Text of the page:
Charles Dickens: American Notes for General Circulation
'He had ordered 'wheat-bread and chicken fixings,' in preference to 'corn-bread and common doings'.'
I got halfway through with my story then got stuck. I saved it in my folder of bits and bobs, and promptly forgot about it. I was today looking through that folder, reread the piece and realized it wasn't too shabby. I also saw right away how it could fit with the latest prompt:
H. G. Wells: The war of the Worlds
'There was something fungoid in the oily brown skin, something in the clumsy deliberation of the tedious movements unspeakably nasty.'
So here we go:
A Bowl of Dust
Sam could feel the weariness down to his soul. He’d been driving all morning, but was still many miles from Canaan when he felt his skin prickle with that familiar and terrifying anticipation. He glimpsed into the rearview mirror: The darkness behind him stretched out over the horizon and was gaining on him fast. He couldn’t outrun it. He pulled over and killed the engine. The air was deathly still, but it wouldn't last. He cranked up the windows, though that would help little.
The storm overtook him with a deafening rumble, and there was darkness all around. Sam imagined hell would be like this - far worse than fire and pitchforks. He held a rug to his face and squeezed his eyes shut, but there was no escaping the coarse dust. It was everywhere; in the creases of his clothes and skin, in the marrow of his bones, in his lungs. As if the barren earth was trying to reclaim him one breath at a time.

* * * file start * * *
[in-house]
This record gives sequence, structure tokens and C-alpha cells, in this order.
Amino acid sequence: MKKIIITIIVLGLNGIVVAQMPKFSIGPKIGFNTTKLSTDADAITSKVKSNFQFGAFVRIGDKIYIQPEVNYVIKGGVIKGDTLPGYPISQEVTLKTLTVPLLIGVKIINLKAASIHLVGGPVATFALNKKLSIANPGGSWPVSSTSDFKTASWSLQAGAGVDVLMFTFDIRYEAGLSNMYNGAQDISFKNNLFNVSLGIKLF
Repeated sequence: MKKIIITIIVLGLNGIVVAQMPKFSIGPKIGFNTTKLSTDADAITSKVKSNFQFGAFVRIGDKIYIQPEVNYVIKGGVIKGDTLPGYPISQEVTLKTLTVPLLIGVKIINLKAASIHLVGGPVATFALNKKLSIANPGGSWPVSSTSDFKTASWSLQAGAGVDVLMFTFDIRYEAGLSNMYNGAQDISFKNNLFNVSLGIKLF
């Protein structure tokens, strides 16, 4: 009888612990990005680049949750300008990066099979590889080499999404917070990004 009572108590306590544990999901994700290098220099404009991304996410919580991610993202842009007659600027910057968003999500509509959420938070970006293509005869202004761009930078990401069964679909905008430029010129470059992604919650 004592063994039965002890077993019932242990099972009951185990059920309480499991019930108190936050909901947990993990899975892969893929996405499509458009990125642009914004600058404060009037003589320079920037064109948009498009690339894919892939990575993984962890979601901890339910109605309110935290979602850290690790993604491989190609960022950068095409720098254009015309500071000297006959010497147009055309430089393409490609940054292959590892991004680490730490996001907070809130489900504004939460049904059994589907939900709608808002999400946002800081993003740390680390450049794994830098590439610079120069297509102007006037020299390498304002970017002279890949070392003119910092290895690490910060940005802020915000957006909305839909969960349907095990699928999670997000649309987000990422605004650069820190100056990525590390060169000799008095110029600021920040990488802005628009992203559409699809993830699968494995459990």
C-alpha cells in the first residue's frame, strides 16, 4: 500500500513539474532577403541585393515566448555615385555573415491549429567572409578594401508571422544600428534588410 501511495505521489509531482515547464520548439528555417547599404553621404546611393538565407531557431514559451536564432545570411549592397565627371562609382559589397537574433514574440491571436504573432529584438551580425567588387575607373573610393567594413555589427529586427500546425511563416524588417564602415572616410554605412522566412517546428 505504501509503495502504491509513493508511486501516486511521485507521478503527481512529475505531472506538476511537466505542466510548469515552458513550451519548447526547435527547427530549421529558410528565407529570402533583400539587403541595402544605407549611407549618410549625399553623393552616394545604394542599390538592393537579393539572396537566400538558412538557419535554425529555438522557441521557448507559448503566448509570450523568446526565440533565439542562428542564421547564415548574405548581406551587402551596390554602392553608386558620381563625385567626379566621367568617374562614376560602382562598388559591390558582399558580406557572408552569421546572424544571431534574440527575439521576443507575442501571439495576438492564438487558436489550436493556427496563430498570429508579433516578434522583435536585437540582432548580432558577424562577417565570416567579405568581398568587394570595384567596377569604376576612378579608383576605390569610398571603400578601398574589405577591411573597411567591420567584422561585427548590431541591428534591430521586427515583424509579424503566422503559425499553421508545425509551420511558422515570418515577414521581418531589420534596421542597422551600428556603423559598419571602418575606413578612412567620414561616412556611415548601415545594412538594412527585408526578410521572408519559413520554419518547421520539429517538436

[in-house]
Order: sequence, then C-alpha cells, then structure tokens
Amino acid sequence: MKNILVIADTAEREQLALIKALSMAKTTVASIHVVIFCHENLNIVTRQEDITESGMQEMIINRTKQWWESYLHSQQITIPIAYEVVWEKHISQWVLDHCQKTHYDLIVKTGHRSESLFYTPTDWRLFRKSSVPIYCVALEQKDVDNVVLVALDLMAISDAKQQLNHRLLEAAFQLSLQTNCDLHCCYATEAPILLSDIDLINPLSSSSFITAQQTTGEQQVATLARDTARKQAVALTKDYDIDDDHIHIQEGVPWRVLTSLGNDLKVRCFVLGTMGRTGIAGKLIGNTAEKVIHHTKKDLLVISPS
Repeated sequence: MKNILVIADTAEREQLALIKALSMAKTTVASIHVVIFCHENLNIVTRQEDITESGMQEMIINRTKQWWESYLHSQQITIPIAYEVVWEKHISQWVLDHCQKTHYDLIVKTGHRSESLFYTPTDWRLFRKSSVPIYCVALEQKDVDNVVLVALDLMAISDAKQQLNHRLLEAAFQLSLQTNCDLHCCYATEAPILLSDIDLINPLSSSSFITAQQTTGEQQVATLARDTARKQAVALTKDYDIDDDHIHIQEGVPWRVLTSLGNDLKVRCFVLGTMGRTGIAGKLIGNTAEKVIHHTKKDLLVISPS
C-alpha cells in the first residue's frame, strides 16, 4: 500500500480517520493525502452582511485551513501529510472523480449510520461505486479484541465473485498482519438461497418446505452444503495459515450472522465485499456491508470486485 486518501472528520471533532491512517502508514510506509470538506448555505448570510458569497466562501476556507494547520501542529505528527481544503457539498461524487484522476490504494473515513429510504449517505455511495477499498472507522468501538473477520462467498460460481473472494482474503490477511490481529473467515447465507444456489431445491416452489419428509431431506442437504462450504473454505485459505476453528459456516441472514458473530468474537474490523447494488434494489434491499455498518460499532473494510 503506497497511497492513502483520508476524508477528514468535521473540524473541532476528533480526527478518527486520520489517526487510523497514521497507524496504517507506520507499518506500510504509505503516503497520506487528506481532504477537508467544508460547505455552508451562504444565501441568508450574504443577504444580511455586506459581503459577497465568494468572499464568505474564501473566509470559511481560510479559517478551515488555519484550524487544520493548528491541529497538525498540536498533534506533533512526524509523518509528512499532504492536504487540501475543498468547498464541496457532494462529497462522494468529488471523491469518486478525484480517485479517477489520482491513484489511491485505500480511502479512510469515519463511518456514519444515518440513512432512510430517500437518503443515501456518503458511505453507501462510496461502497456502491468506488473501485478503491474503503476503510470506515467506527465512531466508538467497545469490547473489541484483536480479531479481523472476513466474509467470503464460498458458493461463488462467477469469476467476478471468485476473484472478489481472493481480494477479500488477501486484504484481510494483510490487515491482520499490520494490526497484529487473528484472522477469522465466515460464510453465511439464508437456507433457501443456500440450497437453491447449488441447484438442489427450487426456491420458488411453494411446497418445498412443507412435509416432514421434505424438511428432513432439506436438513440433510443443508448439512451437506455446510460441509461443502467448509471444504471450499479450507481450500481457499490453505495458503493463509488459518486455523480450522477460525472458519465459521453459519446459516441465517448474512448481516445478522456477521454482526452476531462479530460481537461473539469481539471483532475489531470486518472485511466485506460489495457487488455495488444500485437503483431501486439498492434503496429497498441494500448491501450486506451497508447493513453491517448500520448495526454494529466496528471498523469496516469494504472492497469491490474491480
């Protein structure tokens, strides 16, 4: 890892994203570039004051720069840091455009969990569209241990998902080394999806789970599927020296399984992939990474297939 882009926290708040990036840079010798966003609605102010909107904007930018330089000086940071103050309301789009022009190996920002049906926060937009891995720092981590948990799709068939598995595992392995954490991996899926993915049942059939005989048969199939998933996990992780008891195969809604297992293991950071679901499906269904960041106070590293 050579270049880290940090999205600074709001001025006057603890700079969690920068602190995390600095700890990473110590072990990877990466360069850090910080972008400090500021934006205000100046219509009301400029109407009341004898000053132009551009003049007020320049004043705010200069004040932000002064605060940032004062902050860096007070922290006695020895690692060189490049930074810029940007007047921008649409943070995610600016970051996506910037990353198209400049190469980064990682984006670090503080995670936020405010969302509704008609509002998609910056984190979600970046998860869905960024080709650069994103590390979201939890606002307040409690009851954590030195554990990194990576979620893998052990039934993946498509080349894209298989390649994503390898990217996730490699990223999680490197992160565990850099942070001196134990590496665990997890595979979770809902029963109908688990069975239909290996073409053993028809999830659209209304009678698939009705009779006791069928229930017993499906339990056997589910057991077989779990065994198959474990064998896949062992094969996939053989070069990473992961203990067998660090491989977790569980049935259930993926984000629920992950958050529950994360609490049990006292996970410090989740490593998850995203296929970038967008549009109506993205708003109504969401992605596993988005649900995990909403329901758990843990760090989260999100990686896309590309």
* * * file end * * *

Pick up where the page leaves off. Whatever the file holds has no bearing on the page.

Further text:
Maybe he passed out, maybe he dreamt, but when he opened his eyes, the storm was gone. He clambered out of the truck, slapping his overalls, brushing dirt from his hair. He hawked and spat up mud.
The sun was high in the sky by the time he reached the edge of town. He stopped at the gas station to fill up the truck. Attached to the station was a dining establishment. The few patrons inside were men with worn faces. The menu was written with white chalk on a blackboard behind the counter. He had ordered 'wheat-bread and chicken fixings,' in preference to 'corn-bread and common doings'. Once he finished his lunch he didn't linger. He still had his errand to finish, and get back to camp, preferably before darkness.
The address led him to the wrong side of the tracks, although, they were both wrong, this one just more so. An older Mexican man opened the door. He'd been waiting for Sam. With a jerk of his head he motioned to the shed deep in the junk-filled yard.
Sam peered through the door first dubiously, then appreciatively. Finally, one of Shorty's leads was paying off. The boy was an honest to goodness freak. With his twisted limbs and deformed hands he could be their star attraction - more popular than the Dog-faced boy, or Violet The Human Torso. Sam crouched down to take a better look at the shuffling figure. There was something fungoid in the oily brown skin, something in the clumsy deliberation of the tedious movements unspeakably nasty. Yeah, he'd work out all right. All the good folks in their Sunday clothes will line up to see him, to shudder and gasp in revulsion, and then tell all the other good folks, who’ll line up too.
After a brief haggle with the older man, Sam and his new acquisition were on the road. Lobo The Lobster Boy would have a long and lucrative career ahead of him in sideshow business.
I must admit I was hugely inspired by the HBO show Carnivàle. By the way, I know the person who made the drawing for the Devil card for the opening sequence. I have a signed, limited edition print of it hanging on my wall.